Last week was music teacher insanity week.  I had my spring concert on Monday and took my choir to an all day choral festival at an amusement park on Saturday.  As much as I would love to say I managed to stick to my training plan, I didn't... some weeks I think in order to achieve family, work and fitness balance, something has to give.  Still... didn't do too badly.  Here's a recap:

Monday - Got up and did Masters Swimming.  Jamie took the kids to daycare so I could get to work super early to prep for the school day concert at 9:30 a.m.  Monday is early dismissal day and while I've never had a concert on a Monday before I quite liked having the extra time in the afternoon to make sure everything was set for the evening concert.  I ran for an hour at about 4:30, stopping at Subway to buy a six inch tuna salad on wheat for my dinner.  I must have looked a little silly for the last half mile running with my sandwich.  At any rate -- I got it in and the run calmed my nerves for sure!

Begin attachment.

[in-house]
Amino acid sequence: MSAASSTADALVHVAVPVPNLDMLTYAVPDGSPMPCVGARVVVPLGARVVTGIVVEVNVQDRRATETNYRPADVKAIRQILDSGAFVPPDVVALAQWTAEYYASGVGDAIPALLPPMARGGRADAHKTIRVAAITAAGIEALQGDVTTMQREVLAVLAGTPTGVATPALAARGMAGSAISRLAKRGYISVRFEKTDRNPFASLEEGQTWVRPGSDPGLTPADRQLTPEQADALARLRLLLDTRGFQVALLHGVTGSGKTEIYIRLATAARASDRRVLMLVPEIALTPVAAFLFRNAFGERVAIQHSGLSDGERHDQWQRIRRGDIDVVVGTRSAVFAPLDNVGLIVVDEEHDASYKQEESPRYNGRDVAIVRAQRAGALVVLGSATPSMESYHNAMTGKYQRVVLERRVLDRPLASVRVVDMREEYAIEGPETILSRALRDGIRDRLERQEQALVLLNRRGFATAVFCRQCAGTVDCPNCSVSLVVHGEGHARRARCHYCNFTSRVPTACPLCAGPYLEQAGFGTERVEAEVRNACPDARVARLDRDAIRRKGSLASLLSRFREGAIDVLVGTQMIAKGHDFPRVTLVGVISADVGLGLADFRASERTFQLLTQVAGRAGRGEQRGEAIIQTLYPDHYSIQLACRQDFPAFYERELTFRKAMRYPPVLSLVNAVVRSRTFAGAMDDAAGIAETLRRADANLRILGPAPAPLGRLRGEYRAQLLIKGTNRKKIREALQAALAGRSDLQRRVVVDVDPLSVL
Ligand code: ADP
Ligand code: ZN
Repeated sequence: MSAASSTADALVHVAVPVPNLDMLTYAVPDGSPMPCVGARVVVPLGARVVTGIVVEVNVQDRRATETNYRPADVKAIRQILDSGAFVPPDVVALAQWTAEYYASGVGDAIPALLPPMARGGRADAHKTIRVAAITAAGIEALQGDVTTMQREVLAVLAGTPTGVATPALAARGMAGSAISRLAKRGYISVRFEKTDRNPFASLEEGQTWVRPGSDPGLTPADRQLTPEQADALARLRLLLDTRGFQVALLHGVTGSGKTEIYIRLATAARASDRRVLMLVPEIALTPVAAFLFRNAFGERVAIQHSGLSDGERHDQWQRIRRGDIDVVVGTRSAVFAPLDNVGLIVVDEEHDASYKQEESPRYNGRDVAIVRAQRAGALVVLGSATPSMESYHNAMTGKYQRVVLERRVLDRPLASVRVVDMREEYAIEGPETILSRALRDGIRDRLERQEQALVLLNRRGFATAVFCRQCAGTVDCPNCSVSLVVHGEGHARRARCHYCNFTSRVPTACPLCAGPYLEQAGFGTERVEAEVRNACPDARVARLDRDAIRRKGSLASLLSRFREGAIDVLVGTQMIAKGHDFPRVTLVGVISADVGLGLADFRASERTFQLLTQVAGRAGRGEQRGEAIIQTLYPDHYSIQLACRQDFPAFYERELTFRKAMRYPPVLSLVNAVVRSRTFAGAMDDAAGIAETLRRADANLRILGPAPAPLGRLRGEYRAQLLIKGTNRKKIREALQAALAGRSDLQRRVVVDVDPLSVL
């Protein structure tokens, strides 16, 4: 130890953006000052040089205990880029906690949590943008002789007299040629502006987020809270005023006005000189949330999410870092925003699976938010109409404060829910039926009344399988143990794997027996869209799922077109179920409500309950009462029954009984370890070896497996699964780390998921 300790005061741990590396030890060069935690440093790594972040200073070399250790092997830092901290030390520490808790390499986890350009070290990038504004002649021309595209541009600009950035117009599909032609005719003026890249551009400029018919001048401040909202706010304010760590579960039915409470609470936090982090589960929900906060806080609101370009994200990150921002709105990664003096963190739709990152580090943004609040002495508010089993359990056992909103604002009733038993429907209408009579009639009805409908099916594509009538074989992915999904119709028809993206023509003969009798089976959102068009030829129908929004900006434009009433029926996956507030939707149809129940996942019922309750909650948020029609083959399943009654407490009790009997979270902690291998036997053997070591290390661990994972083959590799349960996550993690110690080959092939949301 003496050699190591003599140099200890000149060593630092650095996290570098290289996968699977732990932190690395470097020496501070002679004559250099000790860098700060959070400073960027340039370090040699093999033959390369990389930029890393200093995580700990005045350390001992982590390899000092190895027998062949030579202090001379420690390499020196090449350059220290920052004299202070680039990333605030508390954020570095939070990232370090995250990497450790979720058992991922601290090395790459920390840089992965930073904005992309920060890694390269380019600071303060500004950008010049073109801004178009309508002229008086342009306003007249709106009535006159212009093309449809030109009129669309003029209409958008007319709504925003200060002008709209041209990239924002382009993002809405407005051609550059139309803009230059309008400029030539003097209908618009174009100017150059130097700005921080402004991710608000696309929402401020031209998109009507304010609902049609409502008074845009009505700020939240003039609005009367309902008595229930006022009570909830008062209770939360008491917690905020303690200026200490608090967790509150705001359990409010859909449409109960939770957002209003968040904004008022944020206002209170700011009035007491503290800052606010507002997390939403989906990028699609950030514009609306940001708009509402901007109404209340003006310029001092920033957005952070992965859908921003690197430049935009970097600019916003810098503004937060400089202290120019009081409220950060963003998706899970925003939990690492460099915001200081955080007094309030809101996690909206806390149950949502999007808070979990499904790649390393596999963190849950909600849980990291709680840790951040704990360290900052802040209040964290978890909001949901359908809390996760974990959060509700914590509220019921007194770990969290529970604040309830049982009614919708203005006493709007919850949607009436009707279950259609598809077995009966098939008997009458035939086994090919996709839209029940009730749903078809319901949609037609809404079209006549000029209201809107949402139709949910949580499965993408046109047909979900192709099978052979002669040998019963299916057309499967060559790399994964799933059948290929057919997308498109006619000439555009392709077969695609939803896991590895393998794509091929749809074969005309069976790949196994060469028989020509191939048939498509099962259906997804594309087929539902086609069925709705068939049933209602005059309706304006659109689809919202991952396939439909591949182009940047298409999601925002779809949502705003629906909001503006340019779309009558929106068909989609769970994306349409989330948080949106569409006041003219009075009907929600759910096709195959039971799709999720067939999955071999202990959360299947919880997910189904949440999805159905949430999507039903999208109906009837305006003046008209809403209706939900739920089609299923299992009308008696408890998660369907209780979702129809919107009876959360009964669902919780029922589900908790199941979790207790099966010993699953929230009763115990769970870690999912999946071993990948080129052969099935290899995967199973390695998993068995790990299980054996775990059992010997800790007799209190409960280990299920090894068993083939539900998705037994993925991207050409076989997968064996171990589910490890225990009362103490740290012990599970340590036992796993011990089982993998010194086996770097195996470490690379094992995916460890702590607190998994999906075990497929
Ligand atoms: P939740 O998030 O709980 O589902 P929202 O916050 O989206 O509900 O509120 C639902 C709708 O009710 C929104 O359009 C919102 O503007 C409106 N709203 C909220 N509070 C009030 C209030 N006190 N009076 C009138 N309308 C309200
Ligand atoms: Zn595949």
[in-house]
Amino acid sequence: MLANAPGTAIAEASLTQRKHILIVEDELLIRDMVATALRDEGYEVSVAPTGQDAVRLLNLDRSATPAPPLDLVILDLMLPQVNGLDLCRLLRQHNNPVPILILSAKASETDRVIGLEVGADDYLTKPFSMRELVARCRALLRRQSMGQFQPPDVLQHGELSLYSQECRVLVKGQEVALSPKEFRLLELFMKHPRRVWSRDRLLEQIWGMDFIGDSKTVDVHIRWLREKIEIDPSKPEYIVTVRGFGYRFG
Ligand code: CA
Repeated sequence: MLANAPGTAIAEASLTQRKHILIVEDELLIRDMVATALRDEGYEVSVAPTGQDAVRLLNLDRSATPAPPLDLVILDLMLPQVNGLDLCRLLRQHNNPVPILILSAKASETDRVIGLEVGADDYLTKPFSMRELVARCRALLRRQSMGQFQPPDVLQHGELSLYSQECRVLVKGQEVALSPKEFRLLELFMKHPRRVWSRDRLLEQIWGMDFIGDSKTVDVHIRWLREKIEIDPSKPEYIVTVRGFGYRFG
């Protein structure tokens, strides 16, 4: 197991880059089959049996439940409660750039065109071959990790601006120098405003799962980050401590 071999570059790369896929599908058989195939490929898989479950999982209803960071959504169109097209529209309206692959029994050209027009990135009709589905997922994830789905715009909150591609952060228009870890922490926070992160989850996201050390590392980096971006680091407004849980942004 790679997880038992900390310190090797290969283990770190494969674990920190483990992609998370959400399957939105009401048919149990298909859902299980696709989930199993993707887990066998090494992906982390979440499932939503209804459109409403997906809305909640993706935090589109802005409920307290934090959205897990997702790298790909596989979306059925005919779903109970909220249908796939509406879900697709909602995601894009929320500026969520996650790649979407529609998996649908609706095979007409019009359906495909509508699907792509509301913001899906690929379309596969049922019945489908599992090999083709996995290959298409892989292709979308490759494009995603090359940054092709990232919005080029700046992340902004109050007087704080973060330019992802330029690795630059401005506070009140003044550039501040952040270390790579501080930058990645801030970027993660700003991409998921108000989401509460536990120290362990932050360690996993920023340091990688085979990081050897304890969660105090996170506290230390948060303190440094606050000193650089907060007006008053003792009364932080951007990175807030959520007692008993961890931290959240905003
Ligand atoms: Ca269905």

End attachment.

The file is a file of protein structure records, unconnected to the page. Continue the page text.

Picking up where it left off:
Tuesday - Got up and cycled an hour while watching Desperate Housewives before the kids woke up.

Wednesday - Masters Swimming at 5:30am, then a 3 mile trail run before picking up the kids at daycare.  Love that I can park in front of the nanny's house and head straight to a trail in the woods.  Then I did 45 minutes of cycling intervals in the basement while Susanna watched Strawberry Shortcake on Netflix.  I also managed to answer parent emails during the recovery spins and even got in 10 minutes of The Daily Show on my iphone.  Multitasking at its finest.

Thursday-  Tried to do a tempo run at 5:30am but it was an utter disaster.  After the race on Sunday and the intervals the previous night, my legs were fried.  So.... 5.25 miles at a 10:30 pace. Ah well....  Got in a 45 minute easy spin while Susie watched TV that evening as well.